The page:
Two pending cert petitions are attracting significant interest from the business community and the plaintiffs’ bar. The petitions, which seek review of class certification decisions from the 6th and 7th Circuit, are important because they call on the Court to reign in circuit courts that have appeared to depart from the seminal Wal-Mart Stores, Inc. v. Dukes and Comcast Corp. v. Behrend decisions.
These cases involve allegations that plaintiffs’ front-loading washing machines are susceptible to mold. But the key issue is whether a product defect case can proceed as a class action even if a majority of class member purchasers have not experienced any problem. The 6th and 7th Circuit’s decisions suggest that they can.
Despite the Supreme Court’s vacatur and remand with express instructions to reconsider the decisions in light of Comcast, neither court of appeals reversed its class certification ruling or underlying rationale. Indeed, both the 6th and 7th Circuit decisions went so far as to state that the defendants “should welcome” litigation of the cases as class actions because proof that most class members had not experienced mold problems would lead to a favorable liability ruling binding on all class members who did not opt out. Both the 6th and 7th Circuits concluded that Comcast had little relevance to the washer cases. The 6th Circuit stated that Comcast had only “limited application” to the litigation proceeding against Whirlpool, and the 7th Circuit explicitly “reinstated” its pre-Comcast decision in the Sears case, with Judge Posner wondering aloud: “So, how does the Supreme Court’s Comcast decision bear on the rulings . . . in our first decision?” The appellate decisions would limit the impact of Comcast to the basic requirement that plaintiffs’ damages theory correspond to the class’s certified liability theory in order for the case to proceed on a class basis.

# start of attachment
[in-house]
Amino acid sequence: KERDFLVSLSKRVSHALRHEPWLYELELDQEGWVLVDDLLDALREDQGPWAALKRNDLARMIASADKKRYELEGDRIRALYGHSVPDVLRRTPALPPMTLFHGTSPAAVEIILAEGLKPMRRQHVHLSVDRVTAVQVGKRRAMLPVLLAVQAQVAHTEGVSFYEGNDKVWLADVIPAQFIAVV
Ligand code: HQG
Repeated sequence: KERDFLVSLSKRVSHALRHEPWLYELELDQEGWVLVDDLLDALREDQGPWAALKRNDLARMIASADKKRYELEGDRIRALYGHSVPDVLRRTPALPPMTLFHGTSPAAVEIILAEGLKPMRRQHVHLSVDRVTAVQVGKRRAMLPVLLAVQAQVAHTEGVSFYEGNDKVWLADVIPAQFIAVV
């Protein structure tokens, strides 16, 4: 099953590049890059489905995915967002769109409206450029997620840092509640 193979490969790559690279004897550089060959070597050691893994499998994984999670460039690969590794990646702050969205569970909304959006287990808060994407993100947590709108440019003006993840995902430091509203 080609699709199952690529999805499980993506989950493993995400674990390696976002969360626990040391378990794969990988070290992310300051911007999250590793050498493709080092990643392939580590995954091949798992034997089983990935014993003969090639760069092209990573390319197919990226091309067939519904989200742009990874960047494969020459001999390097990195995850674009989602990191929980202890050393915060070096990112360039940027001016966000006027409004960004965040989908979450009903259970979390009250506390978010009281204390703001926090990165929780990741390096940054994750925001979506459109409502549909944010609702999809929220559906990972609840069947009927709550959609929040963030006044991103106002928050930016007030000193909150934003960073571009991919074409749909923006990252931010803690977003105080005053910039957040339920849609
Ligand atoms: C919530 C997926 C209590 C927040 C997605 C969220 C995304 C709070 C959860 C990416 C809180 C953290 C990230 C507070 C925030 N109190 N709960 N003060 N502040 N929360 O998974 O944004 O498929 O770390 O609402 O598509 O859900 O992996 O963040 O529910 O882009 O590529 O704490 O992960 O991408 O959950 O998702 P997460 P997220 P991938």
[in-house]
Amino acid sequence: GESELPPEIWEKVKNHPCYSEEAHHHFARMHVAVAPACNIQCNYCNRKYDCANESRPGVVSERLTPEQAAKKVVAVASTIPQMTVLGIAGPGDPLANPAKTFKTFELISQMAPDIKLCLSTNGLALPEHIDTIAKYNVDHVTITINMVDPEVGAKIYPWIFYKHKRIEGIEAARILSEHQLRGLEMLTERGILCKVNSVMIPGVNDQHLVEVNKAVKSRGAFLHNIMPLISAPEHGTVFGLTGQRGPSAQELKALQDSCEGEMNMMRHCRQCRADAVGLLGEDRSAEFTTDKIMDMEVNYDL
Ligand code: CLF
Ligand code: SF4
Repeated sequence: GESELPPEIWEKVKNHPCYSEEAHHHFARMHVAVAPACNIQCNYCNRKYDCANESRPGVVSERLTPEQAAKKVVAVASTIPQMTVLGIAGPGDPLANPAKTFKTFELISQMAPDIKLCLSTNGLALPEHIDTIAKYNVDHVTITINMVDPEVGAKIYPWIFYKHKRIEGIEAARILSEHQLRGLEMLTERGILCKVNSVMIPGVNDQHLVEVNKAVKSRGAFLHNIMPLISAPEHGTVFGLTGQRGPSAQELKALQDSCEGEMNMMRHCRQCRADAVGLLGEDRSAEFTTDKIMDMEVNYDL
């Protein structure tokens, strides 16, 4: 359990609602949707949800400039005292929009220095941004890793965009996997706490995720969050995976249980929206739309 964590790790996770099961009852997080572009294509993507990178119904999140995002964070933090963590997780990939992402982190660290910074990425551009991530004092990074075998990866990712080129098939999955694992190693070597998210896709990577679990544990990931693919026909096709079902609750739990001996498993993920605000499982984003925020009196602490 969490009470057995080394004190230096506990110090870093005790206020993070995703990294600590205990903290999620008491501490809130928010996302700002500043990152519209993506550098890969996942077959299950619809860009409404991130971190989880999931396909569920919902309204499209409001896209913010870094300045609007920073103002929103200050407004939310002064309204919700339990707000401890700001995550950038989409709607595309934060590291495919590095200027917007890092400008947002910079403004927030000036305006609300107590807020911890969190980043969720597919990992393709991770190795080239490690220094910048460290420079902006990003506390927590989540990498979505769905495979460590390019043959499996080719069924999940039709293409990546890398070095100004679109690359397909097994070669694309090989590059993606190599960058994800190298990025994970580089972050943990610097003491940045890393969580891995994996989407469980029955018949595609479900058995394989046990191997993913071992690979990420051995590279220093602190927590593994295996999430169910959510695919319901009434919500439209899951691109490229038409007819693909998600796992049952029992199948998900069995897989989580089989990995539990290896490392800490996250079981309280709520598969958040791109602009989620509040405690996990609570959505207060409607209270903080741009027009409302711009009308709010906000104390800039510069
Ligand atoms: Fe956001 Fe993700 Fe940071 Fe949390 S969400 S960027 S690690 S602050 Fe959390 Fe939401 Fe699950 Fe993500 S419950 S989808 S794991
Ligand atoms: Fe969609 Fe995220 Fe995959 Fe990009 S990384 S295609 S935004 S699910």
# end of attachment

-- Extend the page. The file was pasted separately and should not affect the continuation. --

In their cert petitions, defendants argue that the appeals courts failed to appreciate the import of Comcast for the interpretation of Rule 23(b)(3) as requiring affirmative proof of predominance. They note that the Supreme Court rejected the Comcast class because damages were not susceptible to class-wide determination, and individualized issues predominated over any common issues. Moreover, defendants allege that the circuit court decisions strayed from the standards articulated in Wal-Mart that not only common questions but common answers are necessary for certification, and class members must “have suffered the same injury.” In the washer cases, record evidence suggested that less than 1 to 5 percent of washers experienced the odor problem alleged. As a result, defendants argued, neither liability nor damages could be determined on a class-wide basis using common evidence. Injury was not experienced by every class member, and even those who experienced mold odors would have to prove causation, as there are many possible alternative causes of odor issues. Moreover, specific defenses would inject individualized issues into the case, as not all class members followed the use instructions provided with the washers, and such instructions changed over time. In summary, defendants contend that the appeals courts did not engage in the rigorous analysis of the Rule 23 factors that Supreme Court precedent mandates.